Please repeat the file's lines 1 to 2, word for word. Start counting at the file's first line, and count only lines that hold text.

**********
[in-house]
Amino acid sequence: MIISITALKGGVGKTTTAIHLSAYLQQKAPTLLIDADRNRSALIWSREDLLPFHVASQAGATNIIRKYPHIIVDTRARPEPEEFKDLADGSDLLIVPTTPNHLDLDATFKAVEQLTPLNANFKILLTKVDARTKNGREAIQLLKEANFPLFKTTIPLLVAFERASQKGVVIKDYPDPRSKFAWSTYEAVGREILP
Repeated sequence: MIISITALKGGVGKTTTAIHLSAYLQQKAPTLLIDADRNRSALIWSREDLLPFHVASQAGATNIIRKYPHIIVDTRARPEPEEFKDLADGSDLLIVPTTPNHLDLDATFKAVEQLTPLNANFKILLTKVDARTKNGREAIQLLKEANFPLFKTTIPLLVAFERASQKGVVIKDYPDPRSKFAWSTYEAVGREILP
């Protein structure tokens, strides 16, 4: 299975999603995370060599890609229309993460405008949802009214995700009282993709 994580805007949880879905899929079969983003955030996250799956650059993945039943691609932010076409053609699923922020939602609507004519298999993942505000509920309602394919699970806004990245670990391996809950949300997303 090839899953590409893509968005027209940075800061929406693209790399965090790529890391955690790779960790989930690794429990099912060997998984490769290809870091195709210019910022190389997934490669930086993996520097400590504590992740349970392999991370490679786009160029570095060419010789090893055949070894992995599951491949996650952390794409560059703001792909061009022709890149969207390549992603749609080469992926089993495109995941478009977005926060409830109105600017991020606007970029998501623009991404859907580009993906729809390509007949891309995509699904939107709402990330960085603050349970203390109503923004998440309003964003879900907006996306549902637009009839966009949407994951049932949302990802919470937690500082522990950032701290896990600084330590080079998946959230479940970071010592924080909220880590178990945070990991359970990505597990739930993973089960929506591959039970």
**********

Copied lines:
[in-house]
Amino acid sequence: MIISITALKGGVGKTTTAIHLSAYLQQKAPTLLIDADRNRSALIWSREDLLPFHVASQAGATNIIRKYPHIIVDTRARPEPEEFKDLADGSDLLIVPTTPNHLDLDATFKAVEQLTPLNANFKILLTKVDARTKNGREAIQLLKEANFPLFKTTIPLLVAFERASQKGVVIKDYPDPRSKFAWSTYEAVGREILP